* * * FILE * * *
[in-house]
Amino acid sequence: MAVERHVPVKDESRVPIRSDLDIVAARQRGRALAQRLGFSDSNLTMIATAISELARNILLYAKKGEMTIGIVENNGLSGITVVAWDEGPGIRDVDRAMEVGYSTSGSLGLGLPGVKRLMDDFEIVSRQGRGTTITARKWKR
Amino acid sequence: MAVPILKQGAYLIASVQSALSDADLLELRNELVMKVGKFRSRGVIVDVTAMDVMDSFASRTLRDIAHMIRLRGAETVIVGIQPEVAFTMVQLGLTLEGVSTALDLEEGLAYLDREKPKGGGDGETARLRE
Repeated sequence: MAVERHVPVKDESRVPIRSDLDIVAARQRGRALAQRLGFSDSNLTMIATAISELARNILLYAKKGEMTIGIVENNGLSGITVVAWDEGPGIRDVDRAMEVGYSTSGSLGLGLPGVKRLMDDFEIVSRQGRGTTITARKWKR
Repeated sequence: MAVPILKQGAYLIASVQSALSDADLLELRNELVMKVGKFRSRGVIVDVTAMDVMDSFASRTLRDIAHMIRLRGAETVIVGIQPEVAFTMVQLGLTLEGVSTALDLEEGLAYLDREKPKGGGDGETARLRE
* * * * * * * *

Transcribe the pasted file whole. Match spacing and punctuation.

[in-house]
Amino acid sequence: MAVERHVPVKDESRVPIRSDLDIVAARQRGRALAQRLGFSDSNLTMIATAISELARNILLYAKKGEMTIGIVENNGLSGITVVAWDEGPGIRDVDRAMEVGYSTSGSLGLGLPGVKRLMDDFEIVSRQGRGTTITARKWKR
Amino acid sequence: MAVPILKQGAYLIASVQSALSDADLLELRNELVMKVGKFRSRGVIVDVTAMDVMDSFASRTLRDIAHMIRLRGAETVIVGIQPEVAFTMVQLGLTLEGVSTALDLEEGLAYLDREKPKGGGDGETARLRE
Repeated sequence: MAVERHVPVKDESRVPIRSDLDIVAARQRGRALAQRLGFSDSNLTMIATAISELARNILLYAKKGEMTIGIVENNGLSGITVVAWDEGPGIRDVDRAMEVGYSTSGSLGLGLPGVKRLMDDFEIVSRQGRGTTITARKWKR
Repeated sequence: MAVPILKQGAYLIASVQSALSDADLLELRNELVMKVGKFRSRGVIVDVTAMDVMDSFASRTLRDIAHMIRLRGAETVIVGIQPEVAFTMVQLGLTLEGVSTALDLEEGLAYLDREKPKGGGDGETARLRE